“Yes, just around the corner, in a little end of terrace.”

  Anya felt herself reddening up. An inner glow. This was all so natural. She had only spoken to him for a few minutes but it just felt so right. He was tall with a tidy, short-cut hairstyle, clean shaven and a fit well-toned physique. God, he was gorgeous.

  She must have gone into a bit of a dreamy trance because she suddenly realised he was looking at her, smiling, wondering whether she was going to say anything else.

  “So, now we know where each other lives, can I help you with anything?” he said, breaking the awkward silence.

  “Oh, er, no,” she said stumbling over her words again. “I just wanted to see what you had.” Oh God, what was she saying. “See what he had.” Could she be any less subtle?

  He just smiled again. “Well, please feel free to look around. We are still developing our full range but there should still be plenty for you to see.”

  Anya tried to look interested in the various pieces of art but she couldn’t concentrate. Her heart felt like it was beating so hard it would burst out of her chest. She hadn’t felt like this since her first stirrings of teenage lust.

  She eventually made a decent fist of looking interested and after about ten minutes of browsing she went to leave.

  “I’m Anya, by the way,” she said, holding out her hand.

  “Nice to meet you Anya,” he replied, gripping her hand firmly. “I’m Rob. I hope to see you again soon.”

  Anya smiled to herself. The memories comforted her. She knew she would have to tell Rob about these dreams – nightmares – at some point but she was scared about what they meant. The darkness of those years was still there. The huge gap
s in her memory. She fell back to sleep.


  Rob and Anya were eating breakfast the next morning, the late summer sun streaming in through the window.

  “What was the matter with you last night?” said Rob.

  “Oh, nothing really,” replied Anya, the classic deviation phrase to give her time to construct the lie.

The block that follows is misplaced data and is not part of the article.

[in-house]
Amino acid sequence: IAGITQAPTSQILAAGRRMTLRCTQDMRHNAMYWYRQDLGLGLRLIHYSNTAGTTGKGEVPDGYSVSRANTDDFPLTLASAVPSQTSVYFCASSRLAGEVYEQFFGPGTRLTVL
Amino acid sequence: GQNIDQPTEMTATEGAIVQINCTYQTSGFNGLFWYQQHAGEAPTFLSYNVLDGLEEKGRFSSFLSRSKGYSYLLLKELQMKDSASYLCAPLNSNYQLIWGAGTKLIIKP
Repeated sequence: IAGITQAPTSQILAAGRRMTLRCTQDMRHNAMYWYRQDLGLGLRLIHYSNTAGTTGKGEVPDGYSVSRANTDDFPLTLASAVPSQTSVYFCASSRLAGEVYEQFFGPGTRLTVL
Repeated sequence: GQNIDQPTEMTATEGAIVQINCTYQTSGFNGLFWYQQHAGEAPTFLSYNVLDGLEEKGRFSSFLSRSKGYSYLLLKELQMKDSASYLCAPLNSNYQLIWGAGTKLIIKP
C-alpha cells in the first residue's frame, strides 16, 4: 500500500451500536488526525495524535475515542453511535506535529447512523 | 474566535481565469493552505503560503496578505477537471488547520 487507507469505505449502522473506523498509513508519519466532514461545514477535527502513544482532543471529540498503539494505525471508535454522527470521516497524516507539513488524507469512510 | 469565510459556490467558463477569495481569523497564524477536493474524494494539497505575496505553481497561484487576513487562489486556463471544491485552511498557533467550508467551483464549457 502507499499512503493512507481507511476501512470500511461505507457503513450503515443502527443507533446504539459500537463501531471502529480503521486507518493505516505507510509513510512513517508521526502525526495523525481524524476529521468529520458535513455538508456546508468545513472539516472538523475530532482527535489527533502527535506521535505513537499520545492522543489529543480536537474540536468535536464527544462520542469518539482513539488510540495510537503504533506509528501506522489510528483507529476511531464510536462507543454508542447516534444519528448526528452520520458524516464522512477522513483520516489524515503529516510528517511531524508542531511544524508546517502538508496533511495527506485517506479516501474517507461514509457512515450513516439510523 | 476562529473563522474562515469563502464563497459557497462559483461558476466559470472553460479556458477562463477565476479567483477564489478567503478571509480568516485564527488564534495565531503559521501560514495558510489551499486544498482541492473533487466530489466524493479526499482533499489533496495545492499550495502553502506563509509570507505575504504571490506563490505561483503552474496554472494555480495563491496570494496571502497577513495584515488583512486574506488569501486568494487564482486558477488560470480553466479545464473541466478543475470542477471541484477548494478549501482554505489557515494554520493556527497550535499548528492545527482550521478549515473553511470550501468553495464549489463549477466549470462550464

“I have been thinking about Mum and Dad a lot recently. I think my subconscious is playing mind games with me and disturbing my sleep.”

  “Well, I guess that is understandable. Grief is a strange thing. You never really told me what happened to them. I am here for you, if you ever need to talk.”

  “I’m fine.”

  God, Rob hated that word. ‘Fine’. Nobody who said ‘fine’ was ever fine. The dictionary definition should be changed to say ‘word used to deflect from what you are actually feeling’.

  He didn’t push it but sensed that Anya was hiding something from him.

  Anya was unnerved by this exchange. When she had met Rob, for her, it had all been about looking forward. Forgetting the past. She didn’t want the past to draw a wedge between them. She didn’t know how to deal with it. She didn’t understand it herself.

  They both busied themselves, trying to ignore the awkwardness that was left hanging in the air, and got ready to go to work.

  As they left, Anya was still fretting. She had been working with Rob at the gallery for a little while now. The bad period of her life that was now invading her sleeping hours had also affected her employability. A university flunky and someone with her issues was not top of anyone’s list. The gallery job had been a godsend but, after this morning, the constant proximity of Rob was going to make this a difficult day.


  Clark tapped away at the keyboard. He had almost done it. Hacked the bank. He would do to them what he had done to many other corporate lepers. Replace their public facing web pages with a picture of a penguin holding a banner saying:

  ‘Hello greedy corporate bastards, welcome to your new website. The penguin is now in charge.’

  A few minutes later it was done.

  Clark punched the air.

  Let’s see how long it takes you to fix that, you scumbags.